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Web Survey Bibliography

Title When We Do Not Know the Difference – the Level of DK in Different Question Formats and Different Modes
Year 2013
Access date 31.05.2013

The level of don’t know (DK) responses recorded in surveys are impacted by both social desirability (SD) and satisficing (SC). Both, SD and SC are known to be sensitive to survey mode and can inflate the rate of non-committal responses. It is assumed that Web surveys mitigate interviewer effects, and thus social desirability. However, this is a dualism as Web surveys also tend to exhibit higher levels of Don’t Know. This mechanic of survey design is poorly understood and there is little available, practical guidance on reducing mode effects that tend to increase the level of Don’t Know selection. Our first research question addresses the level of don’t know responses in Web surveys. We investigate how different presentations of don’t know answers in this mode affect the number of respondents selecting those options. As many studies are now employed in a multi-mode manner, inconsistency in don’t knows between modes introduce noise into the data. As such, our second objective takes a comparative approach to modes, by analyzing the different outcomes between online and telephone surveys. To answer these questions we deployed a survey experiment, administered online in four countries (n=1000). So far, most studies have used data from lagged surveys. But in our case, the telephone benchmark surveys were conducted (n=1000) concurrently. The paper will focus on examining whether different question designs result in different outcomes in the level of don’t know within the same mode. Furthermore, we will show, which question formats limit the differences between modes—online and telephone surveying. Finally, as this research is based on a multi-country survey, we will test, whether different formats work differently across countries. The paper will conclude with how researchers can successfully bridge modes in order to limit the “questionnaire design mode effect” on the answering behavior of respondents.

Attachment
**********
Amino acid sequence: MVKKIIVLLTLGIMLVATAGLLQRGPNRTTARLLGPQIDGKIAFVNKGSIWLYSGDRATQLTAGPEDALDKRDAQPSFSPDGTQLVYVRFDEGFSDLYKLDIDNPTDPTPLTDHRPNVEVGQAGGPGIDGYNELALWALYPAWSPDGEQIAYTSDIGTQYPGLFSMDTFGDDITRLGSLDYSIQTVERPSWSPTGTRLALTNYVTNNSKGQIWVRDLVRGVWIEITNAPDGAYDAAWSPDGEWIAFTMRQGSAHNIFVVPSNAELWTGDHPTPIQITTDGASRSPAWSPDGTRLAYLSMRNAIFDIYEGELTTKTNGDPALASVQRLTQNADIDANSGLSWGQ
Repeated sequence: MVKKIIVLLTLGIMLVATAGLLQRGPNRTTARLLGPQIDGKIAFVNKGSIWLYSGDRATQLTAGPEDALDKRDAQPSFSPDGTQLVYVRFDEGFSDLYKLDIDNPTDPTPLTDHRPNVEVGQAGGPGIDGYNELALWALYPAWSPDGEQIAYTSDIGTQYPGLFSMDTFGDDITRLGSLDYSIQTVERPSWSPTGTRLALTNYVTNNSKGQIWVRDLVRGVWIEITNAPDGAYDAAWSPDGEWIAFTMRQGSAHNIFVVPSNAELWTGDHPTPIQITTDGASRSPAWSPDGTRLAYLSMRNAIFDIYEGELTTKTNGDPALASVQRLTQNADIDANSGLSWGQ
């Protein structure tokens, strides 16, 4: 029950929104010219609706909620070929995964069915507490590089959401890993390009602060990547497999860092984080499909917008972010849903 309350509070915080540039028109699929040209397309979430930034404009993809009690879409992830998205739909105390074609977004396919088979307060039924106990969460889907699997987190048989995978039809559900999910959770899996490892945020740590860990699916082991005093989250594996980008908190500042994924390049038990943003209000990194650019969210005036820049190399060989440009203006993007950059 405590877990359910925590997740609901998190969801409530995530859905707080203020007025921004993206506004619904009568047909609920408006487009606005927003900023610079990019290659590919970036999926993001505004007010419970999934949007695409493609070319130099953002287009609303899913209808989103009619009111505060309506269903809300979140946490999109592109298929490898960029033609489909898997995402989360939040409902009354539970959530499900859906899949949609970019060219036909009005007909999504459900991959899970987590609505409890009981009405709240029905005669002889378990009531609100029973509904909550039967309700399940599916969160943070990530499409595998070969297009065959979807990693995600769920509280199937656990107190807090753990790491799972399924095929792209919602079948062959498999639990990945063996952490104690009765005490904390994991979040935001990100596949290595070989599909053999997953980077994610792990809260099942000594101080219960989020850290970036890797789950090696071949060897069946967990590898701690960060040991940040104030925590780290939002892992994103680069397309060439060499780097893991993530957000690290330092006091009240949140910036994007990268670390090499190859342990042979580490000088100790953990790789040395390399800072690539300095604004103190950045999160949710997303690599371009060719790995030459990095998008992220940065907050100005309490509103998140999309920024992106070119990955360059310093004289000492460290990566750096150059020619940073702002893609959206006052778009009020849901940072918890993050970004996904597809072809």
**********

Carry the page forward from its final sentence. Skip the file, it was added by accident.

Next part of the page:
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Year of publication2013
Bibliographic typeConferences, workshops, tutorials, presentations

Web survey bibliography (4086)